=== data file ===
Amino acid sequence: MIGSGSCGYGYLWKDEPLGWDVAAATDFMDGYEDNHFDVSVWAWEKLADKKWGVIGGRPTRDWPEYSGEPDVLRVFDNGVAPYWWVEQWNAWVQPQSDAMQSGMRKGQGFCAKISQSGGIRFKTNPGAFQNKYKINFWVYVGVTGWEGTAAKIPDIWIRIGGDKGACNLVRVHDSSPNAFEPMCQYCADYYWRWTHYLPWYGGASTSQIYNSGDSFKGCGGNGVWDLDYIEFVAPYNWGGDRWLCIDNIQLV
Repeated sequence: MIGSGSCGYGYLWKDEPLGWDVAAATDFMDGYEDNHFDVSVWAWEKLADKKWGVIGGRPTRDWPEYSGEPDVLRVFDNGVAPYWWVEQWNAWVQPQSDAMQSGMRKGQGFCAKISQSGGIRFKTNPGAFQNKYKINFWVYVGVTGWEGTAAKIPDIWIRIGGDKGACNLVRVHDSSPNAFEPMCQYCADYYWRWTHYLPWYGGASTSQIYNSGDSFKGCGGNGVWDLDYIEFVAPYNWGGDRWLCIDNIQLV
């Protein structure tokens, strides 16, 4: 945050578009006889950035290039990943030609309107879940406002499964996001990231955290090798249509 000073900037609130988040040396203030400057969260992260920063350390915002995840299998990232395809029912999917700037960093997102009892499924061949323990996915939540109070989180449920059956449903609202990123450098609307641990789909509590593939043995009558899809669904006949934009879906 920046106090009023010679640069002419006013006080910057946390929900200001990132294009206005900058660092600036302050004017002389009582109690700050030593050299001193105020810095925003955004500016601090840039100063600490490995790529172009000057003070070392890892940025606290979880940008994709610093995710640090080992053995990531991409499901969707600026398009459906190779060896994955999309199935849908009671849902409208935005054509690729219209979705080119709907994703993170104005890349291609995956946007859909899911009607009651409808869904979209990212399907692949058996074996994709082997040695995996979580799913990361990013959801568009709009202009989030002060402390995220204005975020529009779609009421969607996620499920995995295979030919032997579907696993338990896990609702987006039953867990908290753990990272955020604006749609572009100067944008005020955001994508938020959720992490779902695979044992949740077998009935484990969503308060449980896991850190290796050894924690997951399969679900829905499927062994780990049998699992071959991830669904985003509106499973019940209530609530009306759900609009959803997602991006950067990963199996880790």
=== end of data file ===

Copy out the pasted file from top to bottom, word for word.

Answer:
Amino acid sequence: MIGSGSCGYGYLWKDEPLGWDVAAATDFMDGYEDNHFDVSVWAWEKLADKKWGVIGGRPTRDWPEYSGEPDVLRVFDNGVAPYWWVEQWNAWVQPQSDAMQSGMRKGQGFCAKISQSGGIRFKTNPGAFQNKYKINFWVYVGVTGWEGTAAKIPDIWIRIGGDKGACNLVRVHDSSPNAFEPMCQYCADYYWRWTHYLPWYGGASTSQIYNSGDSFKGCGGNGVWDLDYIEFVAPYNWGGDRWLCIDNIQLV
Repeated sequence: MIGSGSCGYGYLWKDEPLGWDVAAATDFMDGYEDNHFDVSVWAWEKLADKKWGVIGGRPTRDWPEYSGEPDVLRVFDNGVAPYWWVEQWNAWVQPQSDAMQSGMRKGQGFCAKISQSGGIRFKTNPGAFQNKYKINFWVYVGVTGWEGTAAKIPDIWIRIGGDKGACNLVRVHDSSPNAFEPMCQYCADYYWRWTHYLPWYGGASTSQIYNSGDSFKGCGGNGVWDLDYIEFVAPYNWGGDRWLCIDNIQLV
């Protein structure tokens, strides 16, 4: 945050578009006889950035290039990943030609309107879940406002499964996001990231955290090798249509 000073900037609130988040040396203030400057969260992260920063350390915002995840299998990232395809029912999917700037960093997102009892499924061949323990996915939540109070989180449920059956449903609202990123450098609307641990789909509590593939043995009558899809669904006949934009879906 920046106090009023010679640069002419006013006080910057946390929900200001990132294009206005900058660092600036302050004017002389009582109690700050030593050299001193105020810095925003955004500016601090840039100063600490490995790529172009000057003070070392890892940025606290979880940008994709610093995710640090080992053995990531991409499901969707600026398009459906190779060896994955999309199935849908009671849902409208935005054509690729219209979705080119709907994703993170104005890349291609995956946007859909899911009607009651409808869904979209990212399907692949058996074996994709082997040695995996979580799913990361990013959801568009709009202009989030002060402390995220204005975020529009779609009421969607996620499920995995295979030919032997579907696993338990896990609702987006039953867990908290753990990272955020604006749609572009100067944008005020955001994508938020959720992490779902695979044992949740077998009935484990969503308060449980896991850190290796050894924690997951399969679900829905499927062994780990049998699992071959991830669904985003509106499973019940209530609530009306759900609009959803997602991006950067990963199996880790």